But unlike Emily Dickinson, she's being appreciated for who she is in her time.
"I do feel that I'm very much in that same place that I feel many of my fans connect to me through," she told E! News at the junket for her 2018 movie Bumblebee. "That's being in that place of still figuring out who I am and what I'm doing. I'm lucky enough to have found something that I'm good at and that I enjoy at a young age, but I'm still figuring it out.
"I make mistakes," she added, "and [my fans] know that, and they get to grow with me and I love that I have them to experience going through life with—and I appreciate that they are so incredibly supportive of me and what I do."
And yet you'd be hard-pressed to come up with a noticeable mistake in Steinfeld's past, box office disappointments that have happened to literally every actor aside.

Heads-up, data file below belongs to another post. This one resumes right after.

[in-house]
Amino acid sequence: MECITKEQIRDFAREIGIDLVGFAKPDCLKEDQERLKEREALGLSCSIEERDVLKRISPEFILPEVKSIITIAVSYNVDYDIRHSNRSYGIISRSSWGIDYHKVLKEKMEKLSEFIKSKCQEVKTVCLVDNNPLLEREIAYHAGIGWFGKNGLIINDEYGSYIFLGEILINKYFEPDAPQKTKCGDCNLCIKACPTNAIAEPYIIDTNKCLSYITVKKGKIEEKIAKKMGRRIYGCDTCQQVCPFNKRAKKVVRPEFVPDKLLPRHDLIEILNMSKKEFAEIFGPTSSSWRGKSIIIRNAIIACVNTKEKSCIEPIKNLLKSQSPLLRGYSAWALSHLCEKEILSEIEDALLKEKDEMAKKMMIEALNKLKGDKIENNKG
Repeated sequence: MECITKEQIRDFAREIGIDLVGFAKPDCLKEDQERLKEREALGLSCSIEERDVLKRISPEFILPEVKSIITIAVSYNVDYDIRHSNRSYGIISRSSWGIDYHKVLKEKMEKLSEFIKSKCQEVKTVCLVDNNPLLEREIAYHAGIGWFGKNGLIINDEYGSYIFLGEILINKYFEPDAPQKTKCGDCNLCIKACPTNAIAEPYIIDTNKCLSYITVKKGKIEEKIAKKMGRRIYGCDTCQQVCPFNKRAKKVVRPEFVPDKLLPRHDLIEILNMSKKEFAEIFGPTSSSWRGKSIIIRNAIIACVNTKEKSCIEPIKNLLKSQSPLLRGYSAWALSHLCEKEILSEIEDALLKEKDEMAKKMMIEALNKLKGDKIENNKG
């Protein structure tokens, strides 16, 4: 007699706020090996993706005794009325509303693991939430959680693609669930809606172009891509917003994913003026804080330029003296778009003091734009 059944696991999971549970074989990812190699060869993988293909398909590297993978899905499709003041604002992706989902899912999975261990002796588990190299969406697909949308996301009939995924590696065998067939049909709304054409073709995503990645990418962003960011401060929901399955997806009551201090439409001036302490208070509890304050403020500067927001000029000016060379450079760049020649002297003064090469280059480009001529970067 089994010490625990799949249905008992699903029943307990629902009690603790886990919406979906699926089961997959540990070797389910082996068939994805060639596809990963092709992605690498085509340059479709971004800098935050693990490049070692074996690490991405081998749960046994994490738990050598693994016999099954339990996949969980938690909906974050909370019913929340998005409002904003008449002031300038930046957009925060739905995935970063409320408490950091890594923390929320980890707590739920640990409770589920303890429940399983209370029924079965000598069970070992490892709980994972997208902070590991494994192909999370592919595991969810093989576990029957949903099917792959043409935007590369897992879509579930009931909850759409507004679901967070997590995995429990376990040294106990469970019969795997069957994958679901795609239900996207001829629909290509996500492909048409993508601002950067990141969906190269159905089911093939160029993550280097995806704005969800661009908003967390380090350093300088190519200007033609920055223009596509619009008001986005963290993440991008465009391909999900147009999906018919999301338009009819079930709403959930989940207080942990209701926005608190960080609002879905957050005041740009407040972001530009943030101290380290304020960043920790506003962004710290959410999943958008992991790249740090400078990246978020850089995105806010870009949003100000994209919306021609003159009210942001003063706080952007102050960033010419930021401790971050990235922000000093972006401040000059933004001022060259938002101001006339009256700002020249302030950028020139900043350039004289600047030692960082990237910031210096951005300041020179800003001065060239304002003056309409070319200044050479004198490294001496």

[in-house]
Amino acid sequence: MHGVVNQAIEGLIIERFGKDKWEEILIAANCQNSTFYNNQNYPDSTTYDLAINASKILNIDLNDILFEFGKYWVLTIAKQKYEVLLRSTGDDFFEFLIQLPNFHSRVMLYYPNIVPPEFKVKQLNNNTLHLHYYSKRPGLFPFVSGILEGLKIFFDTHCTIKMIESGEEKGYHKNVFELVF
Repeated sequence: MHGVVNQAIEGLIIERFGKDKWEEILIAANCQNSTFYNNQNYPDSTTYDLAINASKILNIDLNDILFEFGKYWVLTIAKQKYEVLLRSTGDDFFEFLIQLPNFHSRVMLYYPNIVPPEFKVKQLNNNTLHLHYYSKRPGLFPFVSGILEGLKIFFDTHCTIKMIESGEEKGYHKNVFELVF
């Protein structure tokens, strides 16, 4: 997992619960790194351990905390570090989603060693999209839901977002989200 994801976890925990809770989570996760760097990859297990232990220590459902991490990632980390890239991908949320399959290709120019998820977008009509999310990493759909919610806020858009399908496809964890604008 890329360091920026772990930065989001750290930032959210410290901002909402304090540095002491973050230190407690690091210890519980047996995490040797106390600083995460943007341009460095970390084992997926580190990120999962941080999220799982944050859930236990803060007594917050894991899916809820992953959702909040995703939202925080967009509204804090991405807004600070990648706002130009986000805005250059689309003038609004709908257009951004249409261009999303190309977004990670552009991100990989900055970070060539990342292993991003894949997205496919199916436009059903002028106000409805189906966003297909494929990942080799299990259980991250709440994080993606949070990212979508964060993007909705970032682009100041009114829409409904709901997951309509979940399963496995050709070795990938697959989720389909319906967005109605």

Headlining her own tour still remains in the future, but she opened for Meghan Trainor in 2016 and in 2018 was on the road opening for Charlie Puth and Katy Perry. Earlier this year she was nominated for Kids' and Teen Choice Awards, and while the HFPA didn't include her in its odd assortment of Golden Globe nominations, she's getting great reviews for her Dickinson performance.
Meanwhile, dating seems to be on the back burner for now, or at least dating in public is, since her breakup with Niall Horan a year ago.
"For the longest time," Steinfeld told an audience in July 2018, "part of me was like 'this is not love, it's falling and it's great, but it's definitely not love. I'm fine. I'm fine. This person could leave tomorrow and I'd be fine.' And then I realized no, I wouldn't. This is love. This is love."
She had known the "Slow Hands" singer at least since 2017, and they first sparked romance rumors exactly two years ago when Horan wished her a tender happy 21st birthday.